In particular, what I finally realized was more of a personal epiphany about my own email usage patterns, and how I've actually been stressing myself out over the years by my approach. I realized my own current email workflow had evolved into an inefficient, distracting, and often stress-inducing headache, filled with workarounds and duct-tape adaptations, kind of a Frankensteinian mess... In other words, my current approach is *terrible*, and the more I thought about it, actually kind of unhealthy! I didn't know that until after my second HEY.COM trial.

Not that HEY.COM is the perfect answer to what I discovered about my own existing process. But I began to look at it not so much as an email provider per se, but more of a way to reassess how I work, and as a collection of ideas that are pretty well integrated, that I could apply to how I do things and process messages/information much better than I did before.

So I'm planning on signing up in the coming months once they release their custom domain option, and I'll take it slowly. I want to see how it goes just for one domain that I often use for customer support for clients. I don't expect to move tons of email over -- I use several other providers for different purposes/personal/business, etc... But I now want to run a longer experiment and see how HEY evolves, and how my own approach to email might evolve along with it. So it's worth the $99 to me at least for one year, just as a way to help me rethink how I work.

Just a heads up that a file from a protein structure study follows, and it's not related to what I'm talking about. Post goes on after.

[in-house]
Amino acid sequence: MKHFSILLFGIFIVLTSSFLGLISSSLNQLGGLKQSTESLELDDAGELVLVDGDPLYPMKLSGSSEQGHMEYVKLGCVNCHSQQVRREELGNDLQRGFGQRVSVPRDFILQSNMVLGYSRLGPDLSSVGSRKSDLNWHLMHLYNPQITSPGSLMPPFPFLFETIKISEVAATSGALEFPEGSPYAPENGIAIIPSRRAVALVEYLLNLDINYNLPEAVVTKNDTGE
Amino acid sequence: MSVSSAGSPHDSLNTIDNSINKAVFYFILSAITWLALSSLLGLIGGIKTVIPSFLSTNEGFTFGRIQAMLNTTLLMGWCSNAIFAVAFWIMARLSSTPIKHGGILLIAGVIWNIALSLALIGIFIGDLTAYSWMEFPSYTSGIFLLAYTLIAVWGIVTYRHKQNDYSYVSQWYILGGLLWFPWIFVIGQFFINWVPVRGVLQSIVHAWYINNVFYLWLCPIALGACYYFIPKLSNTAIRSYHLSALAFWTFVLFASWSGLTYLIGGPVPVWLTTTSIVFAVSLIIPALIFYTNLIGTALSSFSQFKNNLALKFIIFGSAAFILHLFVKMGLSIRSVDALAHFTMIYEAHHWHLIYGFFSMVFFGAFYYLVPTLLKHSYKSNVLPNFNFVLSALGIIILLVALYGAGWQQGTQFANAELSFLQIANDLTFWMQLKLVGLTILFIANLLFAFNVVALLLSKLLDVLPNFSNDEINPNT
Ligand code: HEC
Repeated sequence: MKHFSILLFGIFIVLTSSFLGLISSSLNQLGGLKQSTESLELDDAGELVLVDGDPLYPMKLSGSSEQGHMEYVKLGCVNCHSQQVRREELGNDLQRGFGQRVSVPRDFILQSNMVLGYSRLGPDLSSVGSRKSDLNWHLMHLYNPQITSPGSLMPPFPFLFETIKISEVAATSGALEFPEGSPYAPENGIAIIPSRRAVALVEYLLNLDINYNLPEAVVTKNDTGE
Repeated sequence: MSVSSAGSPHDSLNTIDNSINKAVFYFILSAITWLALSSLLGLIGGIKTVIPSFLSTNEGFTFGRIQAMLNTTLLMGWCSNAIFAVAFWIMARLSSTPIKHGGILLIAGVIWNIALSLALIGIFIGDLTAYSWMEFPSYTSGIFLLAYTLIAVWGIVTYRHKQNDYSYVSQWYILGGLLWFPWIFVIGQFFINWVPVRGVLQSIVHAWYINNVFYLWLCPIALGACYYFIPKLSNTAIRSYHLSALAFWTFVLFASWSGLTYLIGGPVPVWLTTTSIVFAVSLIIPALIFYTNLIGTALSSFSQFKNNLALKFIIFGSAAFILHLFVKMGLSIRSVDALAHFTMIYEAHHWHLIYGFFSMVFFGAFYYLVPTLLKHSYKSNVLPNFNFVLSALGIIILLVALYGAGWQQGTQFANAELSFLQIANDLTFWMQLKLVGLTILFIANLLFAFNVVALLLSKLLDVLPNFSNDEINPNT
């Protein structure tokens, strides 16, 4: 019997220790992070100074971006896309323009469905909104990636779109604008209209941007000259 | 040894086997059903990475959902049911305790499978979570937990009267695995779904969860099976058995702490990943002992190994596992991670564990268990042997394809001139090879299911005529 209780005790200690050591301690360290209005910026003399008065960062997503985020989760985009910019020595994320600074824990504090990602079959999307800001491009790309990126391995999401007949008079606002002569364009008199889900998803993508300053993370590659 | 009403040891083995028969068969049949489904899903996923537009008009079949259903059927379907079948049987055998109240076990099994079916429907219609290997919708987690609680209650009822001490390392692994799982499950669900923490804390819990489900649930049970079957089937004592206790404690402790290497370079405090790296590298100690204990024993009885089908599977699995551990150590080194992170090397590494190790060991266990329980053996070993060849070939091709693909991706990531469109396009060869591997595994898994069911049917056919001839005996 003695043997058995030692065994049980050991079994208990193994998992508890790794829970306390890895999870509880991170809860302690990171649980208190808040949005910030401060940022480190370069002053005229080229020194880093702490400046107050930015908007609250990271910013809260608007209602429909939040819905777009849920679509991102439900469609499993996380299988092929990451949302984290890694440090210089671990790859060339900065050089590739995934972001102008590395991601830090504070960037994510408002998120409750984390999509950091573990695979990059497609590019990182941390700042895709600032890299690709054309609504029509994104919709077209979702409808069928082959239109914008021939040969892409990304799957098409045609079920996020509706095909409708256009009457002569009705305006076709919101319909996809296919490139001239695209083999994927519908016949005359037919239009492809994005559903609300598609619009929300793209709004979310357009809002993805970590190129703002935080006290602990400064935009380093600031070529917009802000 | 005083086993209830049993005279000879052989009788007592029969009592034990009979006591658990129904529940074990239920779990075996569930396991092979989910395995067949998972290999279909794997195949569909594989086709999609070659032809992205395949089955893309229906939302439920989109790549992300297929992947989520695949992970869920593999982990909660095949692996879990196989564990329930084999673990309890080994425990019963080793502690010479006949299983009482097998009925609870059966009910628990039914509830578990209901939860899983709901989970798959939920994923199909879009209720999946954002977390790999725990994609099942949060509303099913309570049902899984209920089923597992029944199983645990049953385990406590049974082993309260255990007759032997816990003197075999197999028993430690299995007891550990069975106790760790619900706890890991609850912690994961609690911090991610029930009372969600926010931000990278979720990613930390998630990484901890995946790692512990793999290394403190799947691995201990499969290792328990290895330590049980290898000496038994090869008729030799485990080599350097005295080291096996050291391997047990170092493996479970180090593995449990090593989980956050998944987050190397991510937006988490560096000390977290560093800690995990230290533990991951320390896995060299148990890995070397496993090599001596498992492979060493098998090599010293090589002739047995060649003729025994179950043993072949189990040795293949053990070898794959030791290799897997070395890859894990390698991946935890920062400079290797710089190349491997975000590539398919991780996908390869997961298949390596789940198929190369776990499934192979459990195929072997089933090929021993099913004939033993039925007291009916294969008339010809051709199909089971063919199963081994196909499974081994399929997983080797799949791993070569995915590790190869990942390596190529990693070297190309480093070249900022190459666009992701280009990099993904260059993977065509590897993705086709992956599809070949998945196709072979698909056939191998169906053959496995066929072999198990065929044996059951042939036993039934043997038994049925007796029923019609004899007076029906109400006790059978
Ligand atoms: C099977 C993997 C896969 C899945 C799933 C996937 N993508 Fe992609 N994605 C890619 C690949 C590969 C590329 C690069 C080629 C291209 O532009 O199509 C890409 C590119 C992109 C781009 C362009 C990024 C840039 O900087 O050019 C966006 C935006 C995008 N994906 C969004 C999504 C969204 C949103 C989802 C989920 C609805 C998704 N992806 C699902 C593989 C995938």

HEY is definitely still figuring itself out, and it's still a 1.0 release, with all that "1.0" means, so it has a long way to go. But assuming they continue to refine some of the rough points that bug me, I think they're on to something good for those who feel like they might benefit from this approach. Again, I'm not saying it's the end-all-be-all answer. But the way they've done it has already made me rethink what I'm currently doing, which is a good thing. And BTW they seem eager to listen to customers and improve -- I've already communicated with support several times and they were outstanding so far.

Anyway, thought I'd post that my opinion has changed, and they have won over a new customer, at least for a one year-long experiment.
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Old 27 Sep 2020, 05:11 AM   #42